Fighting Facebook's Terms of Use -- Lessons Learned

| by Public Citizen

How do companies get away with slipping arbitration clauses and other abusive terms into their contracts? For one thing, they rely on the fact that most people do not have the time or motivation to read all the fine print, and that many of those who do will not understand the implications of what they are agreeing to, or will not care enough to object. Even those who do complain will not likely get far because consumer contracts are typically offered in a take-it-or-leave it manner.

This week, however, Facebook’s attempt to take advantage of the usual ignorance and apathy backfired in a big way. A couple weeks ago, Facebook revised its terms of use in a way one would not expect to lead to a major controversy. Specifically, it deleted this language from its terms of use:

You may remove your User Content from the Site at any time. If you choose to remove your User Content, the license granted above will automatically expire, however you acknowledge that the Company may retain archived copies of your User Content.

The removal of this language wouldn’t have meant much to most users, and it doesn’t seem to have attracted a lot of attention at first. But as time went on, a few began to figure out the implications of the change and to write about it on Facebook and on their blogs. Basically, Facebook was saying that the perpetual license that it had granted itself to the contents of users’ profiles would no longer expire when those users shut down their accounts. Translation: “We Can Do Anything We Want With Your Content. Forever.

Outrage grew and spread, leaping from the blogosphere to the mainstream media. People began to look to other problems with the agreement, including an arbitration clause, and the requirement of using a single arbitrator in Santa Clara County, California.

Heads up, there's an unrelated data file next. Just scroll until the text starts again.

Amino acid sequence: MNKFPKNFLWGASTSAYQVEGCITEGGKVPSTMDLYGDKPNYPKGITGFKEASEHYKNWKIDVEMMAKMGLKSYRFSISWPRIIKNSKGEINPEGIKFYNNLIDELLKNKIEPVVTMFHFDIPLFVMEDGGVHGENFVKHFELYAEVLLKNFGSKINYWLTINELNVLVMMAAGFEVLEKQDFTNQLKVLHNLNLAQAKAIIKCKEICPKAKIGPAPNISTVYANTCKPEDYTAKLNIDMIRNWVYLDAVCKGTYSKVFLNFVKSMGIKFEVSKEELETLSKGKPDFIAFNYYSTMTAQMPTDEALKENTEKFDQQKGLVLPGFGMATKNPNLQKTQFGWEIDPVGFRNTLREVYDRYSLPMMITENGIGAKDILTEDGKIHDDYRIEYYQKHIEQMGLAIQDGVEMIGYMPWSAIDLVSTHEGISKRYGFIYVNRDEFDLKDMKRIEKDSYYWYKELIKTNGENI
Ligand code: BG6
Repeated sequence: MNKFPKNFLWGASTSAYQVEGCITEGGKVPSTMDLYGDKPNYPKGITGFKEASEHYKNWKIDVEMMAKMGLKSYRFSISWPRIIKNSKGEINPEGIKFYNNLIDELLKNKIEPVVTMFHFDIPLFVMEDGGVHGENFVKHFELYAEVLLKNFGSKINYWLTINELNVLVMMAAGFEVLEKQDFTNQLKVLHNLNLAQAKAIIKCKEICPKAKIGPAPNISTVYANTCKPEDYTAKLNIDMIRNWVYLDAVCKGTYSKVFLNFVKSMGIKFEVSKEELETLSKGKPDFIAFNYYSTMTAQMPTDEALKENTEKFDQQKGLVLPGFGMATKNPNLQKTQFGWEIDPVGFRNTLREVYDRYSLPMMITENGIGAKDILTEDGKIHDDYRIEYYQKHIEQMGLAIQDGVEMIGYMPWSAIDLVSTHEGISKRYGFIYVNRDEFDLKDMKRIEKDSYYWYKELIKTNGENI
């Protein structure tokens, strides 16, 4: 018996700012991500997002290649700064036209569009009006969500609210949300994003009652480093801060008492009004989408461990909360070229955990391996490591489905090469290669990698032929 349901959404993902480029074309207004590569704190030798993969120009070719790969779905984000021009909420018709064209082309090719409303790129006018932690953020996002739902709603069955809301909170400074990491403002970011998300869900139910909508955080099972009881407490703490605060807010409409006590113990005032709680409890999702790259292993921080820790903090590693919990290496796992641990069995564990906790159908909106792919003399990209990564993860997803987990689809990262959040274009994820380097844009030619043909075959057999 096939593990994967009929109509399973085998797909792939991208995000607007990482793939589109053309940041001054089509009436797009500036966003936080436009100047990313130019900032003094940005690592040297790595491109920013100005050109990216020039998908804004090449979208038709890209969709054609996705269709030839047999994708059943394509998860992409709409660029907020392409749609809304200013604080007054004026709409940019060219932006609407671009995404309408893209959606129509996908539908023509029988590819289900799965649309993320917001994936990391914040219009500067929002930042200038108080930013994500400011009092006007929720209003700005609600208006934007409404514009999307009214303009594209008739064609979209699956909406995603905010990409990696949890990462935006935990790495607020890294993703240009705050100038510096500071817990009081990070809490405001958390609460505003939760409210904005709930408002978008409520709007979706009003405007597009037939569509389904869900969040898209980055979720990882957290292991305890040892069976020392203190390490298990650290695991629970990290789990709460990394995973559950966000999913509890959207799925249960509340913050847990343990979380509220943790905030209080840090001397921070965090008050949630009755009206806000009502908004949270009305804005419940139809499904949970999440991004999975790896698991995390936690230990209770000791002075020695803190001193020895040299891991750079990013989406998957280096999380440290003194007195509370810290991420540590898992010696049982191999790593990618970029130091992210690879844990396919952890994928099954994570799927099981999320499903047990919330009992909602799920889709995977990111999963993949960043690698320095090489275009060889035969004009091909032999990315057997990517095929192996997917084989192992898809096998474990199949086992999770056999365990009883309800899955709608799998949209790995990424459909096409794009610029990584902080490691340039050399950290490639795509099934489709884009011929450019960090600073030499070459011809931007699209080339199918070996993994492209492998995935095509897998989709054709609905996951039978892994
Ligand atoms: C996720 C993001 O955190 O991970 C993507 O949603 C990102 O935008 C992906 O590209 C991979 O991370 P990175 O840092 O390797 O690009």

Eventually, the controversy became big enough that Facebook could not ignore it, and last night in a late-night blog post the company’s CEO, Mark Zuckerberg, announced that the terms of use would be rolled back to the previous version. Facebook’s license to its users’ content will expire once again. Arbitration remains as it was in the old agreement, but is no longer limited to Santa Clara County. Moreover, the company says this is just a temporary step.

The old terms will remain until the company can draft new terms that are responsive to users’ complaints. Zuckerberg promises that the new terms will be “written clearly in language that everyone can understand” and that “Facebook users will have a lot of input in crafting these terms.” A new Facebook group, Facebook Bill of Rights and Responsibilities, was created for this purpose.

The Facebook incident raises the question whether the Internet is changing the balance of power between the drafters of one-sided terms of use and their customers. Even if most of a company’s users don’t read revised terms of use, it’s pretty likely that at least a few will.

Those few who take the time to understand the legalese can communicate with others on Facebook, on their blogs, and in the countless other forums the Internet provides. And the company can no longer easily ignore attempts to renegotiate abusive terms when it’s not just one or two customers, but thousands, that are complaining.